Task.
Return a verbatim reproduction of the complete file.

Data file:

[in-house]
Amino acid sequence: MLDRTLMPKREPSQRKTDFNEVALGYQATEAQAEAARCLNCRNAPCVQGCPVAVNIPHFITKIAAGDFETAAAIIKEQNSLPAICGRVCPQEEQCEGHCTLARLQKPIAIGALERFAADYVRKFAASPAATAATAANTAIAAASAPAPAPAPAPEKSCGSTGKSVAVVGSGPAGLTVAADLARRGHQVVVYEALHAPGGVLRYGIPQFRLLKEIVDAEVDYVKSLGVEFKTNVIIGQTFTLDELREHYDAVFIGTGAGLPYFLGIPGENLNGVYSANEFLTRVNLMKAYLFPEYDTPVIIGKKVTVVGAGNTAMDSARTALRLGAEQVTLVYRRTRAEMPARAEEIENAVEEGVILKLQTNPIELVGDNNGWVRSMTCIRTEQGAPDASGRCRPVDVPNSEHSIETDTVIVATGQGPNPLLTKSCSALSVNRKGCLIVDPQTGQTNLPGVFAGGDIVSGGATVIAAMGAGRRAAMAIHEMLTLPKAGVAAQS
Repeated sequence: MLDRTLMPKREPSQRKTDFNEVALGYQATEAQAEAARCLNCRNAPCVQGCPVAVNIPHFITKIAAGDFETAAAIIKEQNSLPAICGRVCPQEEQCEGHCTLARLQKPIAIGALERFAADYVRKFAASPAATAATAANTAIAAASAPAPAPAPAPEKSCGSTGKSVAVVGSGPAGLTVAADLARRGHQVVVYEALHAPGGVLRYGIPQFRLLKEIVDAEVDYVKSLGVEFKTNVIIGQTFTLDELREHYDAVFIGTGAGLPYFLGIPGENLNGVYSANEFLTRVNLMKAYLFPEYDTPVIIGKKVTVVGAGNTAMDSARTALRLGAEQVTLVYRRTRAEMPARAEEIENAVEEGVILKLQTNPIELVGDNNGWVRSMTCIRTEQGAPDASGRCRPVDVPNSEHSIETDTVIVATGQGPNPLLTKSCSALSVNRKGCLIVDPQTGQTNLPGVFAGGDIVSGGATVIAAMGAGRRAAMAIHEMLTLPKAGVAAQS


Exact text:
[in-house]
Amino acid sequence: MLDRTLMPKREPSQRKTDFNEVALGYQATEAQAEAARCLNCRNAPCVQGCPVAVNIPHFITKIAAGDFETAAAIIKEQNSLPAICGRVCPQEEQCEGHCTLARLQKPIAIGALERFAADYVRKFAASPAATAATAANTAIAAASAPAPAPAPAPEKSCGSTGKSVAVVGSGPAGLTVAADLARRGHQVVVYEALHAPGGVLRYGIPQFRLLKEIVDAEVDYVKSLGVEFKTNVIIGQTFTLDELREHYDAVFIGTGAGLPYFLGIPGENLNGVYSANEFLTRVNLMKAYLFPEYDTPVIIGKKVTVVGAGNTAMDSARTALRLGAEQVTLVYRRTRAEMPARAEEIENAVEEGVILKLQTNPIELVGDNNGWVRSMTCIRTEQGAPDASGRCRPVDVPNSEHSIETDTVIVATGQGPNPLLTKSCSALSVNRKGCLIVDPQTGQTNLPGVFAGGDIVSGGATVIAAMGAGRRAAMAIHEMLTLPKAGVAAQS
Repeated sequence: MLDRTLMPKREPSQRKTDFNEVALGYQATEAQAEAARCLNCRNAPCVQGCPVAVNIPHFITKIAAGDFETAAAIIKEQNSLPAICGRVCPQEEQCEGHCTLARLQKPIAIGALERFAADYVRKFAASPAATAATAANTAIAAASAPAPAPAPAPEKSCGSTGKSVAVVGSGPAGLTVAADLARRGHQVVVYEALHAPGGVLRYGIPQFRLLKEIVDAEVDYVKSLGVEFKTNVIIGQTFTLDELREHYDAVFIGTGAGLPYFLGIPGENLNGVYSANEFLTRVNLMKAYLFPEYDTPVIIGKKVTVVGAGNTAMDSARTALRLGAEQVTLVYRRTRAEMPARAEEIENAVEEGVILKLQTNPIELVGDNNGWVRSMTCIRTEQGAPDASGRCRPVDVPNSEHSIETDTVIVATGQGPNPLLTKSCSALSVNRKGCLIVDPQTGQTNLPGVFAGGDIVSGGATVIAAMGAGRRAAMAIHEMLTLPKAGVAAQS